Charles “Lucky” Luciano
During the Prohibition era of the 1920s, an organized crime network took shape under the name of “Cosa Nostra”(roughly translated to “Our Thing”). It remained one of the biggest mob networks in America, dealing at the time with bootleg liquor traffic, prostitution and organized crime.
In 1930, Charles “Lucky” Luciano became the prime figure of this mob organization, being in charge of establishing proper relations for the racketeering business and keeping the peace among the mob families.
He gained his nickname of “Lucky” after barely surviving an assassination attempt. He was the founder of the American mafia and the National Crime Syndicate, soon to be known as ‘The Commission’, an organization that gathered all the crime establishments in America into a single and terrible entity.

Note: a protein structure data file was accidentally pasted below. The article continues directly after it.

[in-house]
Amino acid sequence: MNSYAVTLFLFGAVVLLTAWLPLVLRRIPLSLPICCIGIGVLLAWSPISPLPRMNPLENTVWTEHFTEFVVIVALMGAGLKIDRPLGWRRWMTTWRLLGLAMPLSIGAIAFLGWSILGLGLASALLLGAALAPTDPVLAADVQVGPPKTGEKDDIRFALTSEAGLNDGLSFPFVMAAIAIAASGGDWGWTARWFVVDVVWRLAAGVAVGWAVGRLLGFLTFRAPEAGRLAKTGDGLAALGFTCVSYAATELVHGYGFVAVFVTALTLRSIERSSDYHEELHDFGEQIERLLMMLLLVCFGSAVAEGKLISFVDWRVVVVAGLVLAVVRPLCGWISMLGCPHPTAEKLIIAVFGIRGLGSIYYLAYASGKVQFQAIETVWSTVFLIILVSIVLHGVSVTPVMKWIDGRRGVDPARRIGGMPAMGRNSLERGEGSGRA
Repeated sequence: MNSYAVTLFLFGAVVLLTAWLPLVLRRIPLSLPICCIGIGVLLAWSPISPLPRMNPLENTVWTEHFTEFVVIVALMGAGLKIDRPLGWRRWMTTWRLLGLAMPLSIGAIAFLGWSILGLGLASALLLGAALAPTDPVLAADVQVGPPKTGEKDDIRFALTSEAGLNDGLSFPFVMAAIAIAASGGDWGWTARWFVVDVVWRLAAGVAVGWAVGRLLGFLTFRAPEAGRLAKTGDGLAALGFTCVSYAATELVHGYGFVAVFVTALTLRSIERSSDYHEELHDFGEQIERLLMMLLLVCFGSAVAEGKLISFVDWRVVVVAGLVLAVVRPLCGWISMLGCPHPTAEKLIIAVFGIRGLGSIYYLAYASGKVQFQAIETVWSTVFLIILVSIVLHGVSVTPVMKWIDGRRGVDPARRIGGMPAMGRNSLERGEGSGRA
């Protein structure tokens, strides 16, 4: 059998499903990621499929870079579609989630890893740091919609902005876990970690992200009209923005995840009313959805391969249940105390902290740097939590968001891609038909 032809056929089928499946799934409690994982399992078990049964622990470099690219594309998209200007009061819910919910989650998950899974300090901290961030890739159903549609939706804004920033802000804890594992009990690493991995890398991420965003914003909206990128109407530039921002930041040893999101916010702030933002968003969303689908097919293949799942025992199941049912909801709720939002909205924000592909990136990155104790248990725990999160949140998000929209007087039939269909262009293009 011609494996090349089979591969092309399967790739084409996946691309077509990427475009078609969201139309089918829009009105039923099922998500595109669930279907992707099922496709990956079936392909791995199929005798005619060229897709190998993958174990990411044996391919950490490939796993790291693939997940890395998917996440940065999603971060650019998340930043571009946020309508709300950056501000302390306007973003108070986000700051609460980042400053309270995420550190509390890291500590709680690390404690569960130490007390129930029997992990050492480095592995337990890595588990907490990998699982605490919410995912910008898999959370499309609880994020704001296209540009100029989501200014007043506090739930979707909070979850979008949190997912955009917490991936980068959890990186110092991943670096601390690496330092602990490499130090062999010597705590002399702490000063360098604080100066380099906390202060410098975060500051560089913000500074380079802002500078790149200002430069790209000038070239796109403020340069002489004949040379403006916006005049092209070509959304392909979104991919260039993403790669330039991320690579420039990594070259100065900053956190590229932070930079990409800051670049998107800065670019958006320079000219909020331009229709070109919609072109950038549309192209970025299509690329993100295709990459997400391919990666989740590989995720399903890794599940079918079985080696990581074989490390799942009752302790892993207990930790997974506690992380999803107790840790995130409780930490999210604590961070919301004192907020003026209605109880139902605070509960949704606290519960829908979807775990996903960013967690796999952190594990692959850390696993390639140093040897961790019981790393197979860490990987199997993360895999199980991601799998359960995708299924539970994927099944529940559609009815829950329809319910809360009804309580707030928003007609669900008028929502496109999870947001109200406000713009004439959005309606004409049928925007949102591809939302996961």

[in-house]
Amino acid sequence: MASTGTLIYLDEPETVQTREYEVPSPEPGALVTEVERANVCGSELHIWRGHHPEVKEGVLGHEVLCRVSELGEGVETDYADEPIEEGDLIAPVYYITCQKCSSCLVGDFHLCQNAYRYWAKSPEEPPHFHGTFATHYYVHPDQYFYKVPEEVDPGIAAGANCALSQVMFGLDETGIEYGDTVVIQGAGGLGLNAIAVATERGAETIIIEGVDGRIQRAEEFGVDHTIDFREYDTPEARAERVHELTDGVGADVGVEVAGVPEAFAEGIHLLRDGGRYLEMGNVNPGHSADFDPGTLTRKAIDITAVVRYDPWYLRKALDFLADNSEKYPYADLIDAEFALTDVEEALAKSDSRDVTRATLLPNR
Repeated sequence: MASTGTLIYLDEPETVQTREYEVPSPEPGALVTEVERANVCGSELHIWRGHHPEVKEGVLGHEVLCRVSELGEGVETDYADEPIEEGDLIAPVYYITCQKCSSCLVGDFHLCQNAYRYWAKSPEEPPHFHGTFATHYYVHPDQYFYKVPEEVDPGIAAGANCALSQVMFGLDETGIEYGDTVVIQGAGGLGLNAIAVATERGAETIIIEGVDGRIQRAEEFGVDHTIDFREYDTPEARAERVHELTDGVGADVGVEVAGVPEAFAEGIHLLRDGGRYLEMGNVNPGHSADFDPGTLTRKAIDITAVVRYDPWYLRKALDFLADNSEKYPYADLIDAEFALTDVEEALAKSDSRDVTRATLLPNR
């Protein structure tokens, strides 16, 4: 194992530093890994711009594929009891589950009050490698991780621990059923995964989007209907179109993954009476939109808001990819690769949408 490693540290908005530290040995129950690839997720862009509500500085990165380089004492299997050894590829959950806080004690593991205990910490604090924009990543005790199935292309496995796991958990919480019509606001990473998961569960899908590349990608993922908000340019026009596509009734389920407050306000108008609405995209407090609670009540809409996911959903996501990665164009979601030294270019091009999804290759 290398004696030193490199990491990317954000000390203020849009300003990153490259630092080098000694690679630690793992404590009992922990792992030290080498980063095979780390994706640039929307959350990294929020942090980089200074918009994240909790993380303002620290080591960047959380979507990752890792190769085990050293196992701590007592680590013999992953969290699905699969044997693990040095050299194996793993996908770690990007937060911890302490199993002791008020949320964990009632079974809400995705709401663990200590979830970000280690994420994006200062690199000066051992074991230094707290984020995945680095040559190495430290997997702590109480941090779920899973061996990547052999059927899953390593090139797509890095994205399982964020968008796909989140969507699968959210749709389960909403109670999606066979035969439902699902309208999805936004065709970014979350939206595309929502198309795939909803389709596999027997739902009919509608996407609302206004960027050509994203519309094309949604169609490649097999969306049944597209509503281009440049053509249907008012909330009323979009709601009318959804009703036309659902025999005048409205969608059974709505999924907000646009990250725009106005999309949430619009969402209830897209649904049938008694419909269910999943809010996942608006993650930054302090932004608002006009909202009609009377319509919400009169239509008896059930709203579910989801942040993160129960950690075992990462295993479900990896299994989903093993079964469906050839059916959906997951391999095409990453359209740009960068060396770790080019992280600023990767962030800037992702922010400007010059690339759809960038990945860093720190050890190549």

Their meetings were mostly focused on maximizing the profits and avoiding as much as possible unnecessary bloodshed. In 1936 a special prosecutor who was also a presidential candidate laid eyes on Luciano and proceeded with an investigation on his prostitution racket.
Thomas E. Dewey led an evening raid on 80 New York City brothels and brought to the Police station about 125 prostitutes to testify against the mob’s nefarious activities. They succeeded in gathering enough evidence and testimonies.
Charles “Lucky” Luciano was convicted with 62 charges of compulsory prostitution and sentenced to 50 years of prison. Unfortunately, he continued to keep his influential status in “Cosa Nostra” while behind bars and after being deported to Italy as well.